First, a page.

Hydarnes I or Hidarnes I, also known as Hidarnes the Old by contrast with his son Hidarnes the Young (Greek: Ὑδάρνης, from Old Persian Vidarna- possibly New Persian H(a)idar), son of Bagābigna, was a Persian nobleman of the Achaemenid Empire in the late 6th and early 5th centuries BC. He was one of the seven conspirators against the usurper, Gaumâta, who killed him and then proclaimed Darius I as the Persian king. His name appears in the Behistun inscription among the six conspirators who supported the rise of Darius the Great. Hydarnes then served Darius I as a commander and remained influential during his reign.

Satrap of Parthia, Hyrcania, Media, Matiene and Sophene
Darius invoking the sun.jpg
Darius I, and five other conspirators, including Hydarnes, invoking the sun to become King.
Reign521 - 480 BC
IssueHydarnes II, Stateira, Terituchmes, Sisamnes
Full name


The etymology of Vidarna is debatable. It is possible that it is from the root vida meaning knowledge with Vidarna signifying "the one who knows". Others believe the compound vi-drna suggests "strike" as in "one who strikes". The latter etymology raises an interesting prospect, for in Modern Persian and Urdu there is a possible surviving variant of the name in H(a)idar (حیدر) long thought to be of Arabic origin due to its literation but which means lion (the striking animal). If this is so, Vidarna could be rendered lion-like. for the lion also had obvious associations with Mithra, a major god of the Achaemenid religion.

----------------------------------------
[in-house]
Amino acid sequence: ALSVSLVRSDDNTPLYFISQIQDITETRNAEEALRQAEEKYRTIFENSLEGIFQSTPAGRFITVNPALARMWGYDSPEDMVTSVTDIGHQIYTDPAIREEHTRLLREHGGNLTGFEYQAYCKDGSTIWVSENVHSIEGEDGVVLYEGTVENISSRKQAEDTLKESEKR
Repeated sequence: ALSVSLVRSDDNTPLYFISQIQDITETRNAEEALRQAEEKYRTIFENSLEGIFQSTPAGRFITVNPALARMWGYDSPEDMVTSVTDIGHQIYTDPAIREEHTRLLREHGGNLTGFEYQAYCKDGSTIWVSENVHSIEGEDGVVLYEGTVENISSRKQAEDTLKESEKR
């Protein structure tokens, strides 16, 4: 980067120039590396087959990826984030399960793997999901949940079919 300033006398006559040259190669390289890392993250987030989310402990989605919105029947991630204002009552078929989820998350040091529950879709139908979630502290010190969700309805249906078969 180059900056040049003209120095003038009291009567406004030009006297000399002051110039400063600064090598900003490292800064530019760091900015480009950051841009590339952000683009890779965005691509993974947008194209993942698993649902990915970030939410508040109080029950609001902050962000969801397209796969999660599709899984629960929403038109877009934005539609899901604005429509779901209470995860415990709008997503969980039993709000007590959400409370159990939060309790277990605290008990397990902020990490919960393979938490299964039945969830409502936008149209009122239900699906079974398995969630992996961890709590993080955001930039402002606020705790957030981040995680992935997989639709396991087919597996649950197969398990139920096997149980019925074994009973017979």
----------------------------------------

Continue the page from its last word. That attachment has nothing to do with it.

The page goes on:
In 522 BC, a Magian named Gaumâta seized power in the Achaemenid empire, claiming to be Smerdis, the brother of the legitimate king Cambyses. Hydarnes was one of the seven conspirators along with Otanes, Ardumanish, Gobryas, Intaphrenes, Megabyzos and Darius against the usurper Gaumâta. After they killed Gaumâta in September 522 BC, they proclaimed Darius the new Great King of Persia.[1]

After the successful transfer of power, Hydarnes served Darius I as a commander against the rebellious Medes under Phraortes[citation needed]. In 521 BC, the Persians defeated the Medes in a battle near Maruš (Mehriz, thirty kilometres south of modern Yazd).[2]

Hydarnes remained an influential man during the reign of Darius. From tablets found at Persepolis, it is known that he was satrap of Media in 499 BC.[3] The influence of Hydarnes also secured the appointment of his sons as satraps. Herodotus states that Hydarnes’ son Sisamnes was the satrap of Aria and that the younger Hydarnes was "in command of the whole Asian seaboard".[4] During the Second Persian invasion of Greece in 480 BC, the younger Hydarnes was given command of the "Immortals";[5] while Sisamnes was given command of a levy of Arian troops.[6]

Hidarnes established the "Yervandakan" feast in the name of the Orontid Dynasty, which sounds in Armenian as "Yervanduni". The feast was dedicated to the Orontid Dynasty, Van city or, as it was called in those days, Yervandakan, Lake Van and Hayots Canion Gorge.[7]


Satrap Tissaphernes (445 BC–395 BC) was a grandson of Hydarnes.

Tissaphernes, 4th century BC satrap of Lydia, was the great-grandson of Hydarnes.


  • Pierre Briant: From Cyrus to Alexander. A History of the Persian Empire. Translated by Peter T Daniels Eisenbrauns, 2002, ISBN 1-57506-031-0
  • Herodotus, Herodotus, with an English translation by A. D. Godley. Cambridge. Harvard University Press. 1920.


  1. ^ Herodotus: Histories III, 70
  2. ^ Behistun Inscription, Column 2, §25.
  3. ^ "Livius.org Articles on ancient history". Hydarnes (1). 1 January 2015. Retrieved 8 February 2015.
  4. ^ Herodotus, Histories VI,133
  5. ^ Herodotus: Histories. VII, 83
  6. ^ Herodotus: Histories. VII, 66
  7. ^ Khachatryan, Hayk (2006). 141 Kings of the Armenians. Erevan: Amaras. ISBN 978-99930-1-192-7